The beginning of a newly qualified practitioner's career can be a challenging time and their initial experiences can shape how they develop in their career. To ensure the best possible start for newly qualified nurses, nursing associates, midwives and allied health professionals, a quality preceptorship programme is essential.
What is a preceptorship?
The Nursing and Midwifery Council (NMC) defines a preceptorship as 'a period to guide and support all newly qualified practitioners to make the transition from student to develop their practice further'.
A preceptorship should be a structured period of transition for the newly qualified nurse, nursing associate, midwife or allied health professional when they start employment in the NHS. During this time, they should be supported by an experienced practitioner (a preceptor), to develop their confidence as an independent professional, and to refine their skills, values and behaviours. Having expert support, and learning from best practice in dedicated time gives a foundation for lifelong learning and allows them to provide effective patient-centred care confidently.
The standards for pre-registration nursing education recognise that nurses will need to be more independent, autonomous and innovative in the future. Having a strong preceptorship programme in place will be vital to achieving these aims.
Benefits of a preceptorship
It is recognised that where preceptorship is well embedded as part of the organisational culture, there are significant benefits for the newly qualified staff, teams, patients and the organisation itself in terms of retention, recruitment and staff engagement. Investing in a preceptorship programme can deliver a variety of benefits for the preceptee and employer, such as:
- enhanced patient care and experience
- improved recruitment and retention
- reduced sickness absence
- more confident and skilled staff
- increased staff satisfaction and morale
Employers are encouraged to track, measure and evaluate the success of their preceptorship programmes to be able to demonstrate value and make improvements where necessary.
Recently qualified healthcare professionals during the pandemic
We are hearing from Health Education England and the Council of Deans for Health that some students who are graduating since the start of the pandemic have had a different experience and may not be as confident as previous cohorts that have qualified from their university courses. Universities are stressing that the newly qualified professionals are competent and registered. However, there are some scenarios which they may not have encountered due to placements being rearranged or some care pathways not being witnessed due to the pandemic.
Therefore, we are suggesting that NHS organisations consider the following points when appointing a newly graduated professional and implementing their preceptorship.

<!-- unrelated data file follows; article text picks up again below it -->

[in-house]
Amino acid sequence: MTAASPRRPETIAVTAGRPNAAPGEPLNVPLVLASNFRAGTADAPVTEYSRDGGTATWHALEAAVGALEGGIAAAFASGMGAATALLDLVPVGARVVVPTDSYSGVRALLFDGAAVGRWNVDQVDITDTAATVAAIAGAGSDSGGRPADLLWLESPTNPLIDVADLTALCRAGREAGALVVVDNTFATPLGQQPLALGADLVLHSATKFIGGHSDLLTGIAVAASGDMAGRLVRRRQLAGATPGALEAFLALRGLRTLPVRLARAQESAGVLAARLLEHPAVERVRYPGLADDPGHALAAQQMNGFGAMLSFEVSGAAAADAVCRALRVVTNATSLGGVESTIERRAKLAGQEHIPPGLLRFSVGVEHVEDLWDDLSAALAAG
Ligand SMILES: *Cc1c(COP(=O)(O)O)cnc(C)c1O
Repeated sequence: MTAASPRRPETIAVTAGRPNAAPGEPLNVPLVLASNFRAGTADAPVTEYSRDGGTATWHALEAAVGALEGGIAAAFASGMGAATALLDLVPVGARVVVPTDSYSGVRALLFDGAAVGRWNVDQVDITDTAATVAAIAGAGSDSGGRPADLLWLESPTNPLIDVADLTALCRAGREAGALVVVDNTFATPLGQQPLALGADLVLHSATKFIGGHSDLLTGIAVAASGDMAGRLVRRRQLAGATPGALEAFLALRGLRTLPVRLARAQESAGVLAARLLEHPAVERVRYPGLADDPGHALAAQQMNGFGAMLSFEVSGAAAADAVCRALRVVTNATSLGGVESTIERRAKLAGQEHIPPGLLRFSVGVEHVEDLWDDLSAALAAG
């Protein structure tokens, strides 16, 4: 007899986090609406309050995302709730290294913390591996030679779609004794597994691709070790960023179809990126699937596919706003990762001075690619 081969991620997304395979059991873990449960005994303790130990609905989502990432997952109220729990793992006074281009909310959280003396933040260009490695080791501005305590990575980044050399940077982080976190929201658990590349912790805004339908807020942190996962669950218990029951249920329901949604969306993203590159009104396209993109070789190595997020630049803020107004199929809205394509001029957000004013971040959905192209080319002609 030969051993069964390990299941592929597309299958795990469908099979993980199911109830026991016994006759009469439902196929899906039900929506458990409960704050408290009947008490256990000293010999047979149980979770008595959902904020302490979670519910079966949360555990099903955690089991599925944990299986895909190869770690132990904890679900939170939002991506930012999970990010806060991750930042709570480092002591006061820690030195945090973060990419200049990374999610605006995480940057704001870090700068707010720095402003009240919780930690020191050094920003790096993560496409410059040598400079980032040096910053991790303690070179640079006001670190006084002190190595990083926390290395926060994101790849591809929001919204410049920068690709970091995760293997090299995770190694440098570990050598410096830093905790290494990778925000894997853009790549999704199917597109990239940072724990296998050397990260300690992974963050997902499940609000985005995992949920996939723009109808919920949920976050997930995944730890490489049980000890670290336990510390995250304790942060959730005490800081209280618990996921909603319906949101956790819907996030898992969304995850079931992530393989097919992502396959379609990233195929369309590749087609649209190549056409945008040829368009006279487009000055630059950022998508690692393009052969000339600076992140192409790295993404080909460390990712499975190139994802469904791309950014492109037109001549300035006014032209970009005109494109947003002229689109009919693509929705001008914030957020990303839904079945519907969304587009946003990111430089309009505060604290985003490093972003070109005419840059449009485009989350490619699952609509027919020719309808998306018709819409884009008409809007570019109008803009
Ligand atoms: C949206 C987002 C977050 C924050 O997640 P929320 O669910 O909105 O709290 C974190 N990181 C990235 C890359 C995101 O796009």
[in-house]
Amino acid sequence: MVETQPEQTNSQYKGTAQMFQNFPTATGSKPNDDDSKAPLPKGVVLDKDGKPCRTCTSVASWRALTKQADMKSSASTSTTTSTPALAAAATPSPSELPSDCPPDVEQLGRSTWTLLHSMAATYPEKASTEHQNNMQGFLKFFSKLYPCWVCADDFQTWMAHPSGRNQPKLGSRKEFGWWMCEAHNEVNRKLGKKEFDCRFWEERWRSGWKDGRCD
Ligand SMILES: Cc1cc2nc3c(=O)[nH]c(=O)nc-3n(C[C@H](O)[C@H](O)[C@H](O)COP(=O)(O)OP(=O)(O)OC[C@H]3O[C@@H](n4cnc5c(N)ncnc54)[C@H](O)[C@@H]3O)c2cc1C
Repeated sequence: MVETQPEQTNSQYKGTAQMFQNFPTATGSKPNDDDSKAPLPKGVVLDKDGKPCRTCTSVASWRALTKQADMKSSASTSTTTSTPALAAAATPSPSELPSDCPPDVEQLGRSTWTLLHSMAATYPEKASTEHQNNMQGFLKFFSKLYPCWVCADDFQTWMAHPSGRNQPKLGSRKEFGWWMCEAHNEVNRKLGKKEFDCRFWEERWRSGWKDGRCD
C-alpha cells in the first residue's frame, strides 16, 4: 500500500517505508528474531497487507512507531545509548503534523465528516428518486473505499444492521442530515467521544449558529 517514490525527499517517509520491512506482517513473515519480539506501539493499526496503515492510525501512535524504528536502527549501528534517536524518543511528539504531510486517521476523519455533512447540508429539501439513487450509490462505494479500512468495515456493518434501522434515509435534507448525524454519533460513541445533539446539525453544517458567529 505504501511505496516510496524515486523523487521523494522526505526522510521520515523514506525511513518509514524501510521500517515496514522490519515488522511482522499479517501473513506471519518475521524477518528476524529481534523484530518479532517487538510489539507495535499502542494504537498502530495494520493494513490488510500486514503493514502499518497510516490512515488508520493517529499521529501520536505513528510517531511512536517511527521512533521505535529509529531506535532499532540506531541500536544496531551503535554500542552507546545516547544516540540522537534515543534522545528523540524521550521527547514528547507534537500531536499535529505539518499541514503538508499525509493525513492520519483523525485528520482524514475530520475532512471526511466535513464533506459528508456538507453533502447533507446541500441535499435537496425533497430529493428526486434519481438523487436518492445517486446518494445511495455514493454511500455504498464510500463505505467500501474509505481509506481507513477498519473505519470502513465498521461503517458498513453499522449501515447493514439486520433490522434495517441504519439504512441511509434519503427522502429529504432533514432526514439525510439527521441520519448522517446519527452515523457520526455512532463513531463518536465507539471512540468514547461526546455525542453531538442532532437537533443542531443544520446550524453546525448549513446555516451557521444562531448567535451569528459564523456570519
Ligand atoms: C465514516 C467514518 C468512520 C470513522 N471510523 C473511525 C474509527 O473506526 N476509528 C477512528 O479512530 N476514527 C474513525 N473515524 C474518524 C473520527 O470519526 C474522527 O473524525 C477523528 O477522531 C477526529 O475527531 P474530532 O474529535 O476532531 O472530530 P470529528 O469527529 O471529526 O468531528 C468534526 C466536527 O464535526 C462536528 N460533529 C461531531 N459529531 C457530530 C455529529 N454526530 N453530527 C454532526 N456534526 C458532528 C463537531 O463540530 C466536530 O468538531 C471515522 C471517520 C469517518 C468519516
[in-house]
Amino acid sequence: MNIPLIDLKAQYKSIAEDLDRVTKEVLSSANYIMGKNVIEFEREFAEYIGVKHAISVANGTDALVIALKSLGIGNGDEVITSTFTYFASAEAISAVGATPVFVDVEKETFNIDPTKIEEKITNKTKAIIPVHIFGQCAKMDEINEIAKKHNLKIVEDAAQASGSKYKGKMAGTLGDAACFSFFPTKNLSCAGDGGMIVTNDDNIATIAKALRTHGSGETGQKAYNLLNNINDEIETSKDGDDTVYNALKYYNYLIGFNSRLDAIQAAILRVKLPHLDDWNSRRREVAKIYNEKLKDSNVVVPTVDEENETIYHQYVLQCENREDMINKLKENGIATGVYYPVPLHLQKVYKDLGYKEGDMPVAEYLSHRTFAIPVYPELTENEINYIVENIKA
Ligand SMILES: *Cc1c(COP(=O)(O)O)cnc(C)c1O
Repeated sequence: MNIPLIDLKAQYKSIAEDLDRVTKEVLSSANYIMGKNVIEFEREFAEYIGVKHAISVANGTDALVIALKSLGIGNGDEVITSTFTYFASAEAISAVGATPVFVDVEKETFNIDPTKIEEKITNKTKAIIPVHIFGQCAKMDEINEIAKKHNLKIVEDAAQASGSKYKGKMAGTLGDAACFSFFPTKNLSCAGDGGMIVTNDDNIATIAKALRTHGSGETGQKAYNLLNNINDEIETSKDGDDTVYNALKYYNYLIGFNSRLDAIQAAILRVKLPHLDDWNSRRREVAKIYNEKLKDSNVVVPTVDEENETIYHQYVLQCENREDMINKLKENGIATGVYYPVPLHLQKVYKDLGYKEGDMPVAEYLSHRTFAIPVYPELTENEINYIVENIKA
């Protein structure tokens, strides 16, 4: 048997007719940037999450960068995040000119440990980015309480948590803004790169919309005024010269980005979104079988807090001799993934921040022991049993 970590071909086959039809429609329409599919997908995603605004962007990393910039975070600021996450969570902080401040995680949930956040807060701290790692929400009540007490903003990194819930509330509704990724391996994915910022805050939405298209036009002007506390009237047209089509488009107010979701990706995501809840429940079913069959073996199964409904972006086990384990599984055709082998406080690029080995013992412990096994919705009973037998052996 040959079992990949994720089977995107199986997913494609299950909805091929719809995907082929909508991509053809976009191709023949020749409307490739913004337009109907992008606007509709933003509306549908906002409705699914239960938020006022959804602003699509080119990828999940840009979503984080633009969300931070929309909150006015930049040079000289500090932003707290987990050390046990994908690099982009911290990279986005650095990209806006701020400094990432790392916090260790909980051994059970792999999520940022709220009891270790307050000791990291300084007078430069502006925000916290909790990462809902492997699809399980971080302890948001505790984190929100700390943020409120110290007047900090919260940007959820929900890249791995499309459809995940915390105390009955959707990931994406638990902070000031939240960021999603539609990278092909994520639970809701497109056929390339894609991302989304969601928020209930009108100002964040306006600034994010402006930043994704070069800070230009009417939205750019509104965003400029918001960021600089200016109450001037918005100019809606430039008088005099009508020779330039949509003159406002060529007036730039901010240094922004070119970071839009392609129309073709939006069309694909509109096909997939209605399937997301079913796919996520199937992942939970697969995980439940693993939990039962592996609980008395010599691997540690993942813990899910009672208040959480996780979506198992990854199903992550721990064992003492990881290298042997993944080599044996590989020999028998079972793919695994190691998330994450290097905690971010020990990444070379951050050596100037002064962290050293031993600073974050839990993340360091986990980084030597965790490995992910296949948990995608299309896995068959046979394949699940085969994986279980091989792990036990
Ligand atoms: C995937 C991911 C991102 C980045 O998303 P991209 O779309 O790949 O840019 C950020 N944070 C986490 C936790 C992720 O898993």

- Have a discussion with the individual to understand their specific needs, if any. You may wish to do this in-conjunction with your local RePAIR representative and/or the university if appropriate.
- Undertake a detailed induction and stress within that, that the trust/department is aware the pandemic has potentially impacted on their education and if they have any concerns, identify who they can go to.
- Discuss their preceptorship on a one-to-one basis and have an open discussion about any worries or concerns they may have. Document these discussions and come up with an action plan about how these will be addressed. Review the plan on a regular basis and note the progress made.
- Have a named buddy from day one, who they can discuss any problems they may have.
- Reassure them that the trust/department knows that they are registered and competent in the role.
- Highlight the other support available within the trust such as occupational health, counselling and staff side among others.
Further advice is available to students and line managers on the NMC website.
The NMC has developed a set of principles for employers to help them deliver high quality and effective preceptorships for newly qualified nurses, midwifes and nursing associates. Download the principles of preceptorship document (pdf).
You can read about preceptorships for nursing associates in our employer guide to nursing associates.
A selection of resources that comprise a framework of best practice can be found on Health Education England’s website. This can be adapted for different professions and there are examples of good practice from a number of NHS organisations.
The pan-London region has also created a framework for health and care organisations to support the practice of newly registered nurses. This recommended best practice approach to preceptorships has been developed through an extensive stakeholder engagement exercise and recognises that a positive preceptorship experience offers significant benefits to both the newly qualified professional and organisations. View the pan-London resource.
Barking, Havering and Redbridge University Hospitals NHS Trust’s (BHRUT) work on nurse retention was featured in BBC documentary, Saving our Nurses. The series showed how the trust introduced a senior intern scheme to reduce the number of nurses leaving their jobs. In 2017, BHRUT had 24 per cent of newly qualified nurses leaving in their first year and within two years of the pilot scheme the trust almost tripled its intake of new nurses and reduced the dropout rate of newly qualified nurses in their first year to 8 per cent.
Share with us
If you'd like to share with us what you're doing on preceptorship in your organisation, please email us at email@example.com